The 139th Preakness Stakes, also known as the “Middle Jewel,” is the second leg of the Triple Crown, held two weeks after the Kentucky Derby.
Here’s what you need to know about the odds, the contenders, the position draw and more:
1. It is One of the Oldest Sporting Events in North America
In it’s 139th year, the first Preakness Stakes was run in 1873 with seven starters and a $2,000 purse 2 years before the Kentucky Derby in 1875. The race at Pimlico was termed “The Run for the Black-Eyed Susans” because the blanket of yellow flowers placed around the winner’s neck resembled the Maryland State flower.
Legendary horses throughout history such as Secretariat, winner of the 1973 Preakness Stakes, have all raced at Pimlico Race Course, giving the Preakness Stakes the second highest attendance in North America after the Kentucky Derby with 121,309 attendees. Every year as the horses are called to the post, it is tradition for the crowd to sing “Maryland, My Maryland.” Click here to watch a video of the anthem before the race.
The forecast for this week leading up to the 139th Preakness Stakes is rainy, but a partly cloudy day with highs around 70 degrees is the prediction for the event on Saturday, according to the Baltimore Sun. The NBC Sports Network will have coverage beginning with the preshow at 1 p.m. Eastern time. The race is on NBC at 6:20 p.m. The race can also be streamed on www.nbssports.com and HRTV.com. For the full Preakness Week schedule, click here.
2. The Position Draw is Wednesday
The Preakness position draw will take place Wednesday, May 14 at Pimlico. The draw will place each horse in a gate, determining the position of each competitor. Racing officials will use a pill pull to decide post positions. A pill pull uses a small-numbered ball in a blind draw to determine the positions.
3. InFieldFest Starts Early on Race Day & Goes All Day
InfieldFest is considered the region’s biggest party. On Saturday, May 17 the event will take place starting at 8 a.m. and close after the race. The concert will feature live performances by international superstars including Switchfoot, Eli Young Band, Nas, Lorde and Sunday Best. The “Preakness Concert Series” also includes performances by Counting Crows, The Fray and Annie Bosko in the infield on the Friday before the race called Black-Eyed Susan Day. Click here to get the recipe of the official drink of the Preakness.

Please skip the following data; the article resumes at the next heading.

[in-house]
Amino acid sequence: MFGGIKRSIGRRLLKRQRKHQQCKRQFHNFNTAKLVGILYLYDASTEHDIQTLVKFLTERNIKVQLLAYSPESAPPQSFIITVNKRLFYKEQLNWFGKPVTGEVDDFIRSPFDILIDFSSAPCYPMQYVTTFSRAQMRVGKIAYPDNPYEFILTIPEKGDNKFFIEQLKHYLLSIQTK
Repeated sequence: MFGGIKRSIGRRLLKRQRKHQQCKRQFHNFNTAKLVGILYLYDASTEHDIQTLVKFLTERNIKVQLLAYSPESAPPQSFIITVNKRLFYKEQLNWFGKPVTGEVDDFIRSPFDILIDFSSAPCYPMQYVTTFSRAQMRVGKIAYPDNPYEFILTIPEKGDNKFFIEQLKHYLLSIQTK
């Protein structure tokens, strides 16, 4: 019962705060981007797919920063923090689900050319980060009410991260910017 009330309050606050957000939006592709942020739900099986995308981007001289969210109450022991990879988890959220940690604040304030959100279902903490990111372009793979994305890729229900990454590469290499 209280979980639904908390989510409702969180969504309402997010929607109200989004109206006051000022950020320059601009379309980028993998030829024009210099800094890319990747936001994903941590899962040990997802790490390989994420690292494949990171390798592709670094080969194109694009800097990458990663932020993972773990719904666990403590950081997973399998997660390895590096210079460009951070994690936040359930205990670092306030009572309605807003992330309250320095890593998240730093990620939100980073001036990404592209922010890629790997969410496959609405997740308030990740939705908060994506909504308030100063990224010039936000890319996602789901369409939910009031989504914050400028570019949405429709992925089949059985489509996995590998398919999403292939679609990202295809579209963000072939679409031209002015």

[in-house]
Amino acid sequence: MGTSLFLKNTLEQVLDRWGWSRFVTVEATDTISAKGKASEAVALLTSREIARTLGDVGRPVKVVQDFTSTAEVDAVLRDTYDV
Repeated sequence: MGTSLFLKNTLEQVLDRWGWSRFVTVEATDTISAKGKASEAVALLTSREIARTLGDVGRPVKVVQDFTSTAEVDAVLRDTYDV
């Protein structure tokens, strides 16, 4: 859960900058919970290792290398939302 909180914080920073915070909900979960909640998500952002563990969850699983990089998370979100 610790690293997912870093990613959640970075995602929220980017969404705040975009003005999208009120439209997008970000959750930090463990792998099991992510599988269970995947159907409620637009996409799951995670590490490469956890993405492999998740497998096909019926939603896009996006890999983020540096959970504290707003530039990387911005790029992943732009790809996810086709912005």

— Maryland (@TravelMD) May 5, 2014
4. Kentucky Derby Champion California Chrome Is the Favorite
The Preakness is limited to a small group of 14 starters.The first 12 horses have been confirmed (below) in the race. Two more spots are vacant but unlikely to be filled.
Danza, with 7/1 odds and Social Inclusion with 8/1 odds are right behind California Chrome who’s a strong favorite with 5/8 odds. Click here to see an interview with Art Sherman, California Chrome’s trainer.
Sherman on CC adjusting to CD, going to Pim: "A good horse will run on anything. He's got the right demeanor….He does everything right."
— Jay Privman (@DRFPrivman) May 5, 2014
California Chrome (5/8)
Social Inclusion (8/1)
Ride of Curlin (12/1)
Kid Cruz (14/1)
Strong Mandate (18/1)
General A Rod (25/1)
Pablo del Monte (25/1)
Ring Weekend (25/1)
Ria Antonia (33/1)
5. Danza & Social Inclusion Are California Chrome’s Biggest Threats
Danza and Social Inclusion are listed as the second and third favorites, respectively. (Watch the video above for a breakdown from BetDSI.com.)
Danza, a horse named for the “Who’s the Boss” star entered the $1 million Arkansas Derby April 12 as a 41/1 longshot. But the horse pulled off a stunning upset, taking the lead down the stretch and running to a convincing victory in 1:49.68 and earning a spot in the Derby where he placed third behind California Chrome and Commanding Curve.
Social Inclusion, a 2-year-old, has been showing his prowess with record-breaking practice times after winning easily in his first two races. Click here to watch the Baltimore Sun’s video of Social Inclusion’s preparation for the race.
— Preakness Stakes (@PreaknessStakes) May 12, 2014